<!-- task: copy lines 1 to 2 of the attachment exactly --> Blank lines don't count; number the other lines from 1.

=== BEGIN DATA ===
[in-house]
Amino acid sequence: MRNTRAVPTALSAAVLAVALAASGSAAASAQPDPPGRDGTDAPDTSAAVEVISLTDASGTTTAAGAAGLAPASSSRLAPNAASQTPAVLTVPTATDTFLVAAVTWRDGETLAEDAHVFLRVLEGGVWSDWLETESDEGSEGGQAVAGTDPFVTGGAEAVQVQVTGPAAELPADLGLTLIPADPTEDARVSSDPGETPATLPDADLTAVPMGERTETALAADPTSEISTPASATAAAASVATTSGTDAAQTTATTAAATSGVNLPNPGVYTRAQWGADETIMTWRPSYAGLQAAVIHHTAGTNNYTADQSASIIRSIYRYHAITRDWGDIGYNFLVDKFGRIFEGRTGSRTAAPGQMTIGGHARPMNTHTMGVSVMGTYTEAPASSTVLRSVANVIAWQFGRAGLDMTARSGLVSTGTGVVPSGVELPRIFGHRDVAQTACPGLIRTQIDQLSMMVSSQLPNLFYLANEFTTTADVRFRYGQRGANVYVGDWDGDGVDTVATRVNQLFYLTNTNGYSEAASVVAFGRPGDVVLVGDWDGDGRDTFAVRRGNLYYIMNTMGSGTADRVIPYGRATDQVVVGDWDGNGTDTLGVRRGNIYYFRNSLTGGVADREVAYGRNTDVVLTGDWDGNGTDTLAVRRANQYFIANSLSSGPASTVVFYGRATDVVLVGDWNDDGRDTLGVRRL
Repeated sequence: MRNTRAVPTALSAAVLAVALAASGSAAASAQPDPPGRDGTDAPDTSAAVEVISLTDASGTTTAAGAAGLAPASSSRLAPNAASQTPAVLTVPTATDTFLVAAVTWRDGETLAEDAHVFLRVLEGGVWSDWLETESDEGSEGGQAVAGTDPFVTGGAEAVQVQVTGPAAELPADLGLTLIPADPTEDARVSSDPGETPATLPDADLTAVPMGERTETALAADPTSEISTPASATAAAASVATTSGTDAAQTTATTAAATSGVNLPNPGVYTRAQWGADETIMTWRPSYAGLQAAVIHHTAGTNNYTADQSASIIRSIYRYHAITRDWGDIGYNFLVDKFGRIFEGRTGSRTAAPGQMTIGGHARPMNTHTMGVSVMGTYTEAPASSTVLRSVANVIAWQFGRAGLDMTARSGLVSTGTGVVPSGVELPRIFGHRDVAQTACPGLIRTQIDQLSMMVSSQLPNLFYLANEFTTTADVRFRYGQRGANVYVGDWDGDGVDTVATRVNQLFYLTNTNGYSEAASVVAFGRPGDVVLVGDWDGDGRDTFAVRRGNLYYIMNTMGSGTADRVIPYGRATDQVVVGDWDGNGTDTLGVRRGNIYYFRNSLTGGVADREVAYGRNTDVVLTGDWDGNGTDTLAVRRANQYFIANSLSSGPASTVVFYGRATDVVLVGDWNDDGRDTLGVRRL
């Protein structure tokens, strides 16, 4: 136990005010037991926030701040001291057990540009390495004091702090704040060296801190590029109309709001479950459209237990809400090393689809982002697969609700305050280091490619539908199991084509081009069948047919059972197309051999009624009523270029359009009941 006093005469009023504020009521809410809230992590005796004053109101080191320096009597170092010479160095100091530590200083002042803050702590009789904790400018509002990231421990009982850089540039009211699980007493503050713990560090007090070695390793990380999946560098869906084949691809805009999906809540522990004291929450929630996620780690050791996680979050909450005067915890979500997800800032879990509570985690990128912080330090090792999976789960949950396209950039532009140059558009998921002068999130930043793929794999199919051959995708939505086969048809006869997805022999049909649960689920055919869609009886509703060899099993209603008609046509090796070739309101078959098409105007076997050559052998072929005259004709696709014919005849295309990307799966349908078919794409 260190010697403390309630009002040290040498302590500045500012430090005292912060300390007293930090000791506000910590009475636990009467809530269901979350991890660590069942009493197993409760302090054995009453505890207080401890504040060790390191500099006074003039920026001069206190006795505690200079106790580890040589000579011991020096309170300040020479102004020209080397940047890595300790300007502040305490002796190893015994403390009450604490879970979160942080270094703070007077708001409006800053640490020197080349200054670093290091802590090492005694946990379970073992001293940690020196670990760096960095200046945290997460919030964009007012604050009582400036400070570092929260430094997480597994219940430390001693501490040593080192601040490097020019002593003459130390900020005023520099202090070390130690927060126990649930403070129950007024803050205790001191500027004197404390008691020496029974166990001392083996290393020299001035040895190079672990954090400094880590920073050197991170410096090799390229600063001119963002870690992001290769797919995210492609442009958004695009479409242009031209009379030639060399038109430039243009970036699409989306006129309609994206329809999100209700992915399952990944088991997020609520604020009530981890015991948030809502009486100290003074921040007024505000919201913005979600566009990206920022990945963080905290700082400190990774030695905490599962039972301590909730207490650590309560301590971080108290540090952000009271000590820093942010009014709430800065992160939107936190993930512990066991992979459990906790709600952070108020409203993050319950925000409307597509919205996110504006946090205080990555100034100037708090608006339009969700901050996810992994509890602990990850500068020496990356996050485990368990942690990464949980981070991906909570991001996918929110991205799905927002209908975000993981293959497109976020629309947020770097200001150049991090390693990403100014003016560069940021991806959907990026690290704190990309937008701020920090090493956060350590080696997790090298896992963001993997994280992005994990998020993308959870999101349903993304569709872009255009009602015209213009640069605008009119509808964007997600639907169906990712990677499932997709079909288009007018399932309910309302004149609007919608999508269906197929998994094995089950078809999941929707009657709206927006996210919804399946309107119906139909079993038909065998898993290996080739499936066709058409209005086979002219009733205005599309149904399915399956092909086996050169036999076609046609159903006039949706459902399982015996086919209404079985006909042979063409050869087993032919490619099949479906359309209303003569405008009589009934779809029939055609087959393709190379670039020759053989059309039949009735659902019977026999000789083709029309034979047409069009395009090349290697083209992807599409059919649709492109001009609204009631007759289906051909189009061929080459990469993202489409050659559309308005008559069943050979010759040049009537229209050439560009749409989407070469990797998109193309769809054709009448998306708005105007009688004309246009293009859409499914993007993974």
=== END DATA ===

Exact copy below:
[in-house]
Amino acid sequence: MRNTRAVPTALSAAVLAVALAASGSAAASAQPDPPGRDGTDAPDTSAAVEVISLTDASGTTTAAGAAGLAPASSSRLAPNAASQTPAVLTVPTATDTFLVAAVTWRDGETLAEDAHVFLRVLEGGVWSDWLETESDEGSEGGQAVAGTDPFVTGGAEAVQVQVTGPAAELPADLGLTLIPADPTEDARVSSDPGETPATLPDADLTAVPMGERTETALAADPTSEISTPASATAAAASVATTSGTDAAQTTATTAAATSGVNLPNPGVYTRAQWGADETIMTWRPSYAGLQAAVIHHTAGTNNYTADQSASIIRSIYRYHAITRDWGDIGYNFLVDKFGRIFEGRTGSRTAAPGQMTIGGHARPMNTHTMGVSVMGTYTEAPASSTVLRSVANVIAWQFGRAGLDMTARSGLVSTGTGVVPSGVELPRIFGHRDVAQTACPGLIRTQIDQLSMMVSSQLPNLFYLANEFTTTADVRFRYGQRGANVYVGDWDGDGVDTVATRVNQLFYLTNTNGYSEAASVVAFGRPGDVVLVGDWDGDGRDTFAVRRGNLYYIMNTMGSGTADRVIPYGRATDQVVVGDWDGNGTDTLGVRRGNIYYFRNSLTGGVADREVAYGRNTDVVLTGDWDGNGTDTLAVRRANQYFIANSLSSGPASTVVFYGRATDVVLVGDWNDDGRDTLGVRRL